Vintage print, Deer Grass, Meadow Beauty, 1900

£10.00

Vintage print, Deer Grass, Meadow Beauty, 1900, credit Antiche Curiosità©

 

Vintage print Deer Grass, Meadow Beauty, Rhexia Virginica, July-August, 1900, cm 20 x 14.

Cod. P. 285

In stock

Description

Vintage print, Deer Grass, Meadow Beauty, 1900, credit Antiche Curiosità©

 

Vintage print Deer Grass, Meadow Beauty, Rhexia Virginica, July-August, 1900, cm 20 x 14.

 

Common names: Handsome Harry[1], Virginia meadow-beauty

Rhexia virginica is a perennial herbaceous species.

“Erect, herbaceous, hermaphroditic, cymose perennials. Leaves opposite, sessile or petioles to 2 mm long. Flowers 4-merous, floral parts perigynous; stamens 8, anthers 1-locular, poricidal, usually with a basal spur. Capsules globose or subglobose; hypanthium cylindrical in anthesis, urceolate at maturity; stipes or pedicels 2-4.5 mm long; seeds brownish or yellowish, crescent-shape, papillose lined, 0.5-1 mm long except for R. petiolate and R. alifanus.” [2]

“Hirsute, usually branched perennial; roots usually tuberous; stems to 9 dm tall, faces equal, winged. Leaves elliptic or ovate, to 7 cm long and 2.6 cm wide, sparsely hirsute, 3-nerved, acute or aristate, ciliate-serrate, base cuneate. Sepals deltoid, 1.5-3 mm long, aristate; petals rose-purple, glandular hirsute marginally beneath, 10-25 mm long, usually mm long, usually glandular hirsute, neck shorter than body.” [2]

R. virginica is a rare species found in depressional wetlands occurring in Alabama, Georgia, North Carolina, South Carolina, and Virginia. [3]

It is found in wet ditches, savannas, flatwoods, and pond margins, and sometimes in standing water. [1] It also has been found in cypress-gum swamps, seepage bogs, lake shores, and other poorly drained situations. [4] It seems to prefer partial shade and wet sandy or peaty soils. [4] It can also occur in some human disturbed areas, especially those with wet conditions, including ditches, roadsides, clearings, power line corridors, and drained and bulldozed bogs. [4] Associated species include Eriocaulon, Xyris, Cypress, Liquidambar styraciflua, Cyrilla, Rudbeckia mohrii, Pinus palustris, Pinus taeda, Sarracenia minor, Rhexia cubensis, Eragrostis refracta, Juncus abortivus, Juncus megacephalus, Juncus debilis, Lachnanthes caroliniana, Erigeron vernus, Ludwigia linearis, and Hypericum fasciulatum. [4]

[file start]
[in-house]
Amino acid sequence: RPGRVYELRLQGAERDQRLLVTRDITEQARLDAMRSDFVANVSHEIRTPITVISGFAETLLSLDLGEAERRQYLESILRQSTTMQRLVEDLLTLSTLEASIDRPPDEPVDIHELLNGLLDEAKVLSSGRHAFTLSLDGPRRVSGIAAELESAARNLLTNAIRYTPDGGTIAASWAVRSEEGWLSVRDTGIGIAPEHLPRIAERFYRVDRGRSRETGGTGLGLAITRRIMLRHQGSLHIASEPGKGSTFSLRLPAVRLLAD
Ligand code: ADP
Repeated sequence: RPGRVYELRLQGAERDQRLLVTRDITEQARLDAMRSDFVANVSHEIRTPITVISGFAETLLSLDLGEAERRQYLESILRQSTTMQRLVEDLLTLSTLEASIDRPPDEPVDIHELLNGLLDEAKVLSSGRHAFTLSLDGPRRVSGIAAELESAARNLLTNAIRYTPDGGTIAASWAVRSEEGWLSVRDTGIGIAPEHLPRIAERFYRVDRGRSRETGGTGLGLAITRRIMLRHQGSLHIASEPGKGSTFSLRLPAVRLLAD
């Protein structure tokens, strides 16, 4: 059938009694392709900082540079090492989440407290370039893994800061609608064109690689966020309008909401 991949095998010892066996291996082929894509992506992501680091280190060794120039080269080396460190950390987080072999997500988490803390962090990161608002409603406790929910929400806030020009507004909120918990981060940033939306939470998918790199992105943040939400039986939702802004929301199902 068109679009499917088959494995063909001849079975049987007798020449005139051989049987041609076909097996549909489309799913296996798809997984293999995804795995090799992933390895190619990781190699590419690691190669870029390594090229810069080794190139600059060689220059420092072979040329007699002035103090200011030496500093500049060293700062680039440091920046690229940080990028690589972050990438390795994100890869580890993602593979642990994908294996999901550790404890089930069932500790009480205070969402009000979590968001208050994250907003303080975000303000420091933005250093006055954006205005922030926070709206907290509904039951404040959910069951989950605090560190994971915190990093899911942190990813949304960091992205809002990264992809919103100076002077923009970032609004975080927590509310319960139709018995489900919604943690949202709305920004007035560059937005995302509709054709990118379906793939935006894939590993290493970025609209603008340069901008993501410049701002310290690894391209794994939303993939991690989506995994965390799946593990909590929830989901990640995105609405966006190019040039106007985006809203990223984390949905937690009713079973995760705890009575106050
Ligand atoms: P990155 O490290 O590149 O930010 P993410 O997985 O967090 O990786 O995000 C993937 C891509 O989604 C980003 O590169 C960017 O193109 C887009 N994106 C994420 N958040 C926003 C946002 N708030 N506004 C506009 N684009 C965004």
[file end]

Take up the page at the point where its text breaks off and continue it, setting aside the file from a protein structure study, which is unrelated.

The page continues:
In Florida flowering has been observed from June to October with peak inflroescence in August and September while fruiting has been observed from July through October.[4][1][5]

This species has been found in habitat that burns frequently–longleaf pineland. [4]

References:

  1.  Nelson, Gil. Atlantic Coastal Plain Wildflowers: A Field Guide to the Wildflowers of the Coastal Regions of Virginia, North Carolina, South Carolina, Georgia, and Northeastern Florida. Guilford, CT: FalconGuide, 2006. 95. Print.
  2. Radford, Albert E., Harry E. Ahles, and C. Ritchie Bell. Manual of the Vascular Flora of the Carolinas. 1964, 1968. The University of North Carolina Press. 743. Print.
  3.  Edwards, A. L. and A. S. Weakley 2001. Population biology and management of rare plants in depression wetlands of the southeastern coastal plain, USA. Natural Areas Journal 21: 12-35.
  4. Florida State University Robert K. Godfrey Herbarium database. URL: http://herbarium.bio.fsu.edu
  5. Nelson, G. PanFlora: Plant data for the eastern United States with emphasis on the Southeastern Coastal Plains, Florida, and the Florida Panhandle. www.gilnelson.com/PanFlora/

 

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